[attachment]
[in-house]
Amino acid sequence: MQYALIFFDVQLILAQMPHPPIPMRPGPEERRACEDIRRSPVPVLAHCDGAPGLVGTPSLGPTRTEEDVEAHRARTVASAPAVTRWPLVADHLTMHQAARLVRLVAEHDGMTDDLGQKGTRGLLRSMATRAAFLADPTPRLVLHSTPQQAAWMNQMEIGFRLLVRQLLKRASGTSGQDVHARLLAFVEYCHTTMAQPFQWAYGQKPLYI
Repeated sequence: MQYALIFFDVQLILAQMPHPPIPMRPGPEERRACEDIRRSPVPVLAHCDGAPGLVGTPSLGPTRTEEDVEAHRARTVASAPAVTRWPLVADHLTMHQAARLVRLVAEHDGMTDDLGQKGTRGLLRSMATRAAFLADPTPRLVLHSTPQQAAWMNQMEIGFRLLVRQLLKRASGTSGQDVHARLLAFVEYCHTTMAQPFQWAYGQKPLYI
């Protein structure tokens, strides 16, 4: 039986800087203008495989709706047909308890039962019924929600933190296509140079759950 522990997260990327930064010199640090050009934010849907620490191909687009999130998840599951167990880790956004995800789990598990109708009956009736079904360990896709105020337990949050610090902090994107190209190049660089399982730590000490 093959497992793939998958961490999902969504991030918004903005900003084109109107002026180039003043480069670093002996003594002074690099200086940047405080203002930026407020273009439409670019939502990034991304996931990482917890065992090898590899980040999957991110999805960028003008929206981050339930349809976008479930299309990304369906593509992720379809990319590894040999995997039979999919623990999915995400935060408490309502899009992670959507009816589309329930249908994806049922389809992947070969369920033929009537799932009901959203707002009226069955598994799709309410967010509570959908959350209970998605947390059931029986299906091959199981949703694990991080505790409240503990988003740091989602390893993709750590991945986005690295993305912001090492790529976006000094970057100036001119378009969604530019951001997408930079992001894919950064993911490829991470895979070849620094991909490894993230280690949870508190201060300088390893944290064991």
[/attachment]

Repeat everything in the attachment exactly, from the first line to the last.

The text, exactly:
[in-house]
Amino acid sequence: MQYALIFFDVQLILAQMPHPPIPMRPGPEERRACEDIRRSPVPVLAHCDGAPGLVGTPSLGPTRTEEDVEAHRARTVASAPAVTRWPLVADHLTMHQAARLVRLVAEHDGMTDDLGQKGTRGLLRSMATRAAFLADPTPRLVLHSTPQQAAWMNQMEIGFRLLVRQLLKRASGTSGQDVHARLLAFVEYCHTTMAQPFQWAYGQKPLYI
Repeated sequence: MQYALIFFDVQLILAQMPHPPIPMRPGPEERRACEDIRRSPVPVLAHCDGAPGLVGTPSLGPTRTEEDVEAHRARTVASAPAVTRWPLVADHLTMHQAARLVRLVAEHDGMTDDLGQKGTRGLLRSMATRAAFLADPTPRLVLHSTPQQAAWMNQMEIGFRLLVRQLLKRASGTSGQDVHARLLAFVEYCHTTMAQPFQWAYGQKPLYI
């Protein structure tokens, strides 16, 4: 039986800087203008495989709706047909308890039962019924929600933190296509140079759950 522990997260990327930064010199640090050009934010849907620490191909687009999130998840599951167990880790956004995800789990598990109708009956009736079904360990896709105020337990949050610090902090994107190209190049660089399982730590000490 093959497992793939998958961490999902969504991030918004903005900003084109109107002026180039003043480069670093002996003594002074690099200086940047405080203002930026407020273009439409670019939502990034991304996931990482917890065992090898590899980040999957991110999805960028003008929206981050339930349809976008479930299309990304369906593509992720379809990319590894040999995997039979999919623990999915995400935060408490309502899009992670959507009816589309329930249908994806049922389809992947070969369920033929009537799932009901959203707002009226069955598994799709309410967010509570959908959350209970998605947390059931029986299906091959199981949703694990991080505790409240503990988003740091989602390893993709750590991945986005690295993305912001090492790529976006000094970057100036001119378009969604530019951001997408930079992001894919950064993911490829991470895979070849620094991909490894993230280690949870508190201060300088390893944290064991």